T-Mobile Takes Aim at Businesses, Not Individuals, with Penalties for ‘Inappropriate’ Texts | Fact Check
The assertion: T-Mobile revises its terms to penalize users for sending ‘inappropriate’ personal text messages.
A post on Instagram from December 26, 2023, (direct link, archive link) features a video where a woman claims that T-Mobile has modified its terms of service to impose fines on customers for the content of their text messages.
In the video, she states, “T-Mobile has just updated their terms of service, and now, if you post any content they don’t agree with, they will fine you.”
The video claims the fines are for “texts they deem ‘harmful,'” emphasizing that this applies to personal messages.
“Since when does a company get to determine what you are allowed to talk about in a private text message to a friend?” she questions in the video.
This post garnered over 30,000 likes in six days and a similar claim circulated on X (formerly Twitter) by conservative activist Laura Loomer.
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Our assessment: False
The fines are targeted at third-party vendors responsible for mass-marketing text messages for businesses, not individual users, clarified the company. Customers’ terms of service remain unchanged, and T-Mobile asserts it cannot regulate personal text messages.
Fines applicable to third-party vendors, not consumers
The wireless industry categorizes text messages into two types: those between individuals and those sent by non-consumers in application-to-person (A2P) messaging. Businesses or third-party vendors typically send the latter, including notifications related to billing and marketing.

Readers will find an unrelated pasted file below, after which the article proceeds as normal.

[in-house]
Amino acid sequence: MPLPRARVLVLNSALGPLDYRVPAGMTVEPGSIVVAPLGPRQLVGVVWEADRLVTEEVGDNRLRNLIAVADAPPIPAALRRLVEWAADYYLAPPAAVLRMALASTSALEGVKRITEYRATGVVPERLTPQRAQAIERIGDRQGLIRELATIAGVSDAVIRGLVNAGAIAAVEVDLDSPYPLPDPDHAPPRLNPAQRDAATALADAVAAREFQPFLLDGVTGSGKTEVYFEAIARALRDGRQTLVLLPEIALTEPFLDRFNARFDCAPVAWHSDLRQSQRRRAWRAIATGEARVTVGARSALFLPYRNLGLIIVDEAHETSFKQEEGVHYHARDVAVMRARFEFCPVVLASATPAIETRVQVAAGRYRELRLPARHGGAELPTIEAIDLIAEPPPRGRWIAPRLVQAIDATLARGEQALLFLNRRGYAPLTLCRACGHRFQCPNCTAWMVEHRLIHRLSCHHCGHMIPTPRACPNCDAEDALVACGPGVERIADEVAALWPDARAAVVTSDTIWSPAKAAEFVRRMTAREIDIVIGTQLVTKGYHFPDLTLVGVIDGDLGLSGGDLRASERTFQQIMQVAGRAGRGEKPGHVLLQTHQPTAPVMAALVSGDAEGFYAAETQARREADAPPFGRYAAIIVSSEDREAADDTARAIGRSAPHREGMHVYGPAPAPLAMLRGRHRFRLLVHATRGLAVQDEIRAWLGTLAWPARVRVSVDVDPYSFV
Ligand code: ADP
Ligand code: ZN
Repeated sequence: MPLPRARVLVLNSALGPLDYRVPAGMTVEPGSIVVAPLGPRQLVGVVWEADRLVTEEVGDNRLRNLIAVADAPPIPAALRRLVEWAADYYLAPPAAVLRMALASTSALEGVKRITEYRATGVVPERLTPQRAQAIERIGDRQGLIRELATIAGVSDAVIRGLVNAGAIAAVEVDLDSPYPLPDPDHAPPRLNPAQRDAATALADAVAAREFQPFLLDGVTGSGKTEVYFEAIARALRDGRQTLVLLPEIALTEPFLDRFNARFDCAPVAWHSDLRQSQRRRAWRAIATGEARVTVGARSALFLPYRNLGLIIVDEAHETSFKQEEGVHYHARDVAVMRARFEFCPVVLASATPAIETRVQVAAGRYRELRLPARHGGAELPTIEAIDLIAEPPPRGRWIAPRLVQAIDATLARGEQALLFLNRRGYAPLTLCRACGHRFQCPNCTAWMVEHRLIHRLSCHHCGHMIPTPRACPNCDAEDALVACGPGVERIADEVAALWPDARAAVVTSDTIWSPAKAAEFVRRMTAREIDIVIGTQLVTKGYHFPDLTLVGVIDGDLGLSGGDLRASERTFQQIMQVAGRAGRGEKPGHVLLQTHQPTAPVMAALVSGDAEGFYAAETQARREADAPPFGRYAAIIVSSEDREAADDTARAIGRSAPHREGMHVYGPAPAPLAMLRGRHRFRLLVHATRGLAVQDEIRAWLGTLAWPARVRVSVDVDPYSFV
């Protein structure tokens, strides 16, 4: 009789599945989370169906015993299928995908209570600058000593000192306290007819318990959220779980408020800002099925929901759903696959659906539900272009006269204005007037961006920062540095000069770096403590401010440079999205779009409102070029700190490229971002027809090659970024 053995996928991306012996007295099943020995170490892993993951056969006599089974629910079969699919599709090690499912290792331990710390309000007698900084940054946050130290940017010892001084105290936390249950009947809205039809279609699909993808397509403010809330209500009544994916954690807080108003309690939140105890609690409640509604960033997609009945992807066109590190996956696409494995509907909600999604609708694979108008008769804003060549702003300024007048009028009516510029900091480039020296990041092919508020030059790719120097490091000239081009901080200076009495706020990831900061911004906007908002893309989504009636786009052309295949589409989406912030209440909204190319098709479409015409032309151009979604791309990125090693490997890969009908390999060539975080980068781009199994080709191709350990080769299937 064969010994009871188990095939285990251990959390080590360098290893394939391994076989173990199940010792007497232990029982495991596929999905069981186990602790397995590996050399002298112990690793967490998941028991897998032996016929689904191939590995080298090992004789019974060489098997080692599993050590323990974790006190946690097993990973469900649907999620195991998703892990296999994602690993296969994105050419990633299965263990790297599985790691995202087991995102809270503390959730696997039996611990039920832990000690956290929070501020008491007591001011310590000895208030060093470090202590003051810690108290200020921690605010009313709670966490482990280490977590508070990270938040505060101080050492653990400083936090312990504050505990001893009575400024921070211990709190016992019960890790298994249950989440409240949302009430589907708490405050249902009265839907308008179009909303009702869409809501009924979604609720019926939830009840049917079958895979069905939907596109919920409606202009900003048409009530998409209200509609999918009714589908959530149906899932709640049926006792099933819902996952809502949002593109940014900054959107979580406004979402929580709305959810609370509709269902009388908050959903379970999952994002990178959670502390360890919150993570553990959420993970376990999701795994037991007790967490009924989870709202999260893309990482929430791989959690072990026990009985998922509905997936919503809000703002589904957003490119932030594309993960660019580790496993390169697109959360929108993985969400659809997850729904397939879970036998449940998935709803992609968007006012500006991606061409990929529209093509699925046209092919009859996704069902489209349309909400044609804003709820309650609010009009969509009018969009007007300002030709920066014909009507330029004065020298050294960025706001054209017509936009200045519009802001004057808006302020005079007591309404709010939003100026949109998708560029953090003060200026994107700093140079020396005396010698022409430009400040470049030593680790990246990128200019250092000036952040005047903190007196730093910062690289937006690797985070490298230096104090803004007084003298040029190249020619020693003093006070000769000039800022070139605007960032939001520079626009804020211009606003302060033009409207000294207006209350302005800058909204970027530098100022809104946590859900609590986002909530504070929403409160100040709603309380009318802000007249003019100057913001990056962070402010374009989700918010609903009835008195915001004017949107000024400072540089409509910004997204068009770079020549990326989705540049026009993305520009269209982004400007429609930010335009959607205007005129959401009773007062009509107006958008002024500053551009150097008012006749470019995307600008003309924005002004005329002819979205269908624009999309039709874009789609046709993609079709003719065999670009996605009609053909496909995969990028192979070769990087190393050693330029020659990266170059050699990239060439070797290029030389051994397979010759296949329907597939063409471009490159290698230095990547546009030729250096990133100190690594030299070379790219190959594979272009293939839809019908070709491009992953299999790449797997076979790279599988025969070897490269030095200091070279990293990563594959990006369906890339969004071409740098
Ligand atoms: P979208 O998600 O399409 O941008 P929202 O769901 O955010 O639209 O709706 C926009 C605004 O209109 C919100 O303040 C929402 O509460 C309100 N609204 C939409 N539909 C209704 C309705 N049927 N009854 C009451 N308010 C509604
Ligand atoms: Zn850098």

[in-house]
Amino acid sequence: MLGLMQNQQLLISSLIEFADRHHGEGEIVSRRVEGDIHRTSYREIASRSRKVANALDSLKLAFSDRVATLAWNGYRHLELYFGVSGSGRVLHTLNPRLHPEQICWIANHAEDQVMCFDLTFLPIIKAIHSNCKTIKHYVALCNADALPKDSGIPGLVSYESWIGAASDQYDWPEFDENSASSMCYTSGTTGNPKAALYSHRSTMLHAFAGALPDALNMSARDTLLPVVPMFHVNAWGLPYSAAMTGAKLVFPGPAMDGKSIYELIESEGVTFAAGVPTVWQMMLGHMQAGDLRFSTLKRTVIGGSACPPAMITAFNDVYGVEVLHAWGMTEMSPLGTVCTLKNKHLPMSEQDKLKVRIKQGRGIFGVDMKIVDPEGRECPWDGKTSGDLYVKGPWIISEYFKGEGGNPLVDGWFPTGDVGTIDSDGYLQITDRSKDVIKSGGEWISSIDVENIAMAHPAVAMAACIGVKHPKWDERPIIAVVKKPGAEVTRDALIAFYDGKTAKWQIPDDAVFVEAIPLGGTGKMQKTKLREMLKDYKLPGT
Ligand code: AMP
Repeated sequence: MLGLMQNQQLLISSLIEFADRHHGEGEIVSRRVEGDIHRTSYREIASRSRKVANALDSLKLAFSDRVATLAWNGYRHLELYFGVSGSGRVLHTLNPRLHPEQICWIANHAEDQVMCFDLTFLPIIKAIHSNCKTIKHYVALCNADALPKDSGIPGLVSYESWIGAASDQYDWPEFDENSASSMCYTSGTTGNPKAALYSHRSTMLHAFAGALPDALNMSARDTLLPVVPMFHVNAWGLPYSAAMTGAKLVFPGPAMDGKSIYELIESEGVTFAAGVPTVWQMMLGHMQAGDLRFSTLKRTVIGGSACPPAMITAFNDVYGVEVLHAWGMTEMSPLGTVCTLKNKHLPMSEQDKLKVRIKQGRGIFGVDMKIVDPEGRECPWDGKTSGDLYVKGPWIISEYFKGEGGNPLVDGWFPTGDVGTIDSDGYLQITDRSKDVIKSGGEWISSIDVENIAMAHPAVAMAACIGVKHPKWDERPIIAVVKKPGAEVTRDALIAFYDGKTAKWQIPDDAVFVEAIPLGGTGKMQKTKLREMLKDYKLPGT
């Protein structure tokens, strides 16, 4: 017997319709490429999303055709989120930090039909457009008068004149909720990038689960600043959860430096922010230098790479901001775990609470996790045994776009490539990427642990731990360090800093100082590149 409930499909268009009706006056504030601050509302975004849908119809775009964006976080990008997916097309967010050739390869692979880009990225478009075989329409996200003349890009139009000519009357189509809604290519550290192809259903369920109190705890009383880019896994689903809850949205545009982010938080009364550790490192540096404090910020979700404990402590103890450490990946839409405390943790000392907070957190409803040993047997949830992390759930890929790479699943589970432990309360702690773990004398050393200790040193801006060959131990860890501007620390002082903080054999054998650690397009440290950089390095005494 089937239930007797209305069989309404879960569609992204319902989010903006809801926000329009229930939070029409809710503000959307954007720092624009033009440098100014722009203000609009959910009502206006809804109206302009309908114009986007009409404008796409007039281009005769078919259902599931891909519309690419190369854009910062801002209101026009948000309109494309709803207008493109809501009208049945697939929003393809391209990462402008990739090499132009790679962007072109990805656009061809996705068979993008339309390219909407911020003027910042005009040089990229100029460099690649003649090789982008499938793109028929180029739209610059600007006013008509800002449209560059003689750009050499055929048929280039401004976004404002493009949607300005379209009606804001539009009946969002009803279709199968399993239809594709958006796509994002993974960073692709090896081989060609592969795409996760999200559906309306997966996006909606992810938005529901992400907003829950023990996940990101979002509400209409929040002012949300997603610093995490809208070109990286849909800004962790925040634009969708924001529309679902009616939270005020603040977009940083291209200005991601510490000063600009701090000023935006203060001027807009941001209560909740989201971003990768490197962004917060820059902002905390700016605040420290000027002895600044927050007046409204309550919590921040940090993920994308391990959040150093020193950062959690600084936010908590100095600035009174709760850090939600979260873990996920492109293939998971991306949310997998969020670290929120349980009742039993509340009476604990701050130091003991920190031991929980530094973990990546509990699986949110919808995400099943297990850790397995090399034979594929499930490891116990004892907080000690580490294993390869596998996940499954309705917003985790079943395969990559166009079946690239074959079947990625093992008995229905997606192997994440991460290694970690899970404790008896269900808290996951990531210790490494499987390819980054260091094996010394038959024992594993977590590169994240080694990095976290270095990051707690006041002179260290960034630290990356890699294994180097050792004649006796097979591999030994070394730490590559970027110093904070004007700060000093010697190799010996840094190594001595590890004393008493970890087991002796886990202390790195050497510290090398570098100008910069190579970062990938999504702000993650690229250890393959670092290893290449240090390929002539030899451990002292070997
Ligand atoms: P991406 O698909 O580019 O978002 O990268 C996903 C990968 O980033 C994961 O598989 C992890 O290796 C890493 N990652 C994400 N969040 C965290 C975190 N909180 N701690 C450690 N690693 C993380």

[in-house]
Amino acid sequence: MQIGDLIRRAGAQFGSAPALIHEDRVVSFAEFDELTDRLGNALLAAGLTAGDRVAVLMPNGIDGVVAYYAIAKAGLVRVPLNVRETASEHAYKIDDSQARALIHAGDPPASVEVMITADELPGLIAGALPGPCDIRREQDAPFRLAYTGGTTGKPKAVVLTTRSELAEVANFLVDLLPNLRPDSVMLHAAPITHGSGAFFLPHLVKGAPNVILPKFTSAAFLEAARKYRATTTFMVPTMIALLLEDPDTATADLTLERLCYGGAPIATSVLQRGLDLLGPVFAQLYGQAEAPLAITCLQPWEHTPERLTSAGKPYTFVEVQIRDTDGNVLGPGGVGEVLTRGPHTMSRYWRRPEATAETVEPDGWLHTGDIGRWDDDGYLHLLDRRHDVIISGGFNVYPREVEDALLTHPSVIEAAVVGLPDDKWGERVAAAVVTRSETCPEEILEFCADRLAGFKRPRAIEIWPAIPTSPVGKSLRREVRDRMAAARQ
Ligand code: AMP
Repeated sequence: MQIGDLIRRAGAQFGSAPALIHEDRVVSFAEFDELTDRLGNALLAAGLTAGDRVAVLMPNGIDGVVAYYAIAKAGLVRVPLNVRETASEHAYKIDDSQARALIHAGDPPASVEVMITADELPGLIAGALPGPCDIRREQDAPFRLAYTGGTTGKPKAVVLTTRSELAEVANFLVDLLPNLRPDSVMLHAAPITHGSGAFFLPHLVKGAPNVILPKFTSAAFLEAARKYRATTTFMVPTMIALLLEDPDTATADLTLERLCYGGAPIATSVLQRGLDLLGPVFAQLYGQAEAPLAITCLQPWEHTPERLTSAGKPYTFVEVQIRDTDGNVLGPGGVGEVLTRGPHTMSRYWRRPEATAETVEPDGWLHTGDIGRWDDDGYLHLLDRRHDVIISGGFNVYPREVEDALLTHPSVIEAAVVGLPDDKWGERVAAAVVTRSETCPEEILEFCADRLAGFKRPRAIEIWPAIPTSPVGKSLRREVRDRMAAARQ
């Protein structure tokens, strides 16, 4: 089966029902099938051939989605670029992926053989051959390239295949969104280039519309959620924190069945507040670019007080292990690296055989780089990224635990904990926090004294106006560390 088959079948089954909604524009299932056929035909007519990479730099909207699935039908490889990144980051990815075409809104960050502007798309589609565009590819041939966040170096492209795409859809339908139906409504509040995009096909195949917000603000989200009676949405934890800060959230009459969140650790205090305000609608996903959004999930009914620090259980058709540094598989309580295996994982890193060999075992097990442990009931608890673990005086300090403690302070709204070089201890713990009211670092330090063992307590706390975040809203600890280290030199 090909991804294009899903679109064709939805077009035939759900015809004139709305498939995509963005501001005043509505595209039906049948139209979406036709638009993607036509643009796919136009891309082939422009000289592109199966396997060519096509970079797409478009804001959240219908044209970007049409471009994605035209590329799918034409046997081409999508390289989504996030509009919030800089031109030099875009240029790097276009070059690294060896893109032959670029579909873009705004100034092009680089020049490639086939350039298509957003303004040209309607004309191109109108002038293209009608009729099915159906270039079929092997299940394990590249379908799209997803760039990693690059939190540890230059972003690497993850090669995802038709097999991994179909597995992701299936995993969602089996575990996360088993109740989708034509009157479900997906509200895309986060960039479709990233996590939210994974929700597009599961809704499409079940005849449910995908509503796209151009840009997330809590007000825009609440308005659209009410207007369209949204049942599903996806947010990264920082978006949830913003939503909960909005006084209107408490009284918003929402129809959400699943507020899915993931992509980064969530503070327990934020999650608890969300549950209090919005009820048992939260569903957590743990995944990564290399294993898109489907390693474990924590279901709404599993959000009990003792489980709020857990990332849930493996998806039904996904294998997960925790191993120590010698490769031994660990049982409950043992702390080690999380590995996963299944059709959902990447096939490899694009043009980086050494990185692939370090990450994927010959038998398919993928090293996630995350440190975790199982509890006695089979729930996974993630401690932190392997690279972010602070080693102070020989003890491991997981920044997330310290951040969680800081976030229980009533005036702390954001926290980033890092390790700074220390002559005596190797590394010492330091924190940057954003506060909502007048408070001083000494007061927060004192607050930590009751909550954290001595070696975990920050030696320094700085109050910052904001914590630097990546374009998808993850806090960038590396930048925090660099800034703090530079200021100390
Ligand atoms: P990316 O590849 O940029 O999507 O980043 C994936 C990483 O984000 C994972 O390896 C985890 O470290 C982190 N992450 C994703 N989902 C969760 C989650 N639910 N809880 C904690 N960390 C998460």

As per the information provided by an anonymous T-Mobile spokesperson to USA TODAY, the fines mentioned in the Instagram post only apply to third-party vendors sending commercial messages violating standards set by the CTIA, the wireless industry’s trade group. The spokesperson stressed that consumers won’t face fines for personal texts, and the company has not altered its terms of service.
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“The change only impacts third-party messaging vendors that send commercial mass messaging campaigns for other businesses,” the spokesperson said in an email. “The vendors will be fined if the content they are sending does not meet the standards in our code of conduct, which is in place to protect consumers from illegal or illicit content and aligns to federal and state laws.”
T-Mobile maintains it cannot and does not censor or review customers’ text messages. However, it uses filters to block spam, phishing attempts, or other malware, according to the spokesperson.
The text in the video and on X closely resembles a paragraph on a communications company’s website, which contracts with businesses for sending such messages. Notably, the video and X post omit the mention of the “A2P” acronym. Similar notices about the changes were found on the websites of communications companies Sakari and Vonage.
T-Mobile unveiled a three-tiered fine schedule in December 2023, effective January 1. Vendors sending mass messages deemed harmful to consumers face penalties ranging from $2,000 (for phishing or attempts to manipulate private information) to $500 (for content violating its code of conduct).
Additionally, the speaker in the Instagram video incorrectly asserts that a violation of “SHAFT” content (sex, hate, alcohol, firearms, and tobacco) would result in fines “in the thousands” of dollars. The actual penalty for such a violation is $500, as indicated in both notices posted on company websites and the text shown in the video.
The Associated Press and Lead Stories also debunked the claim.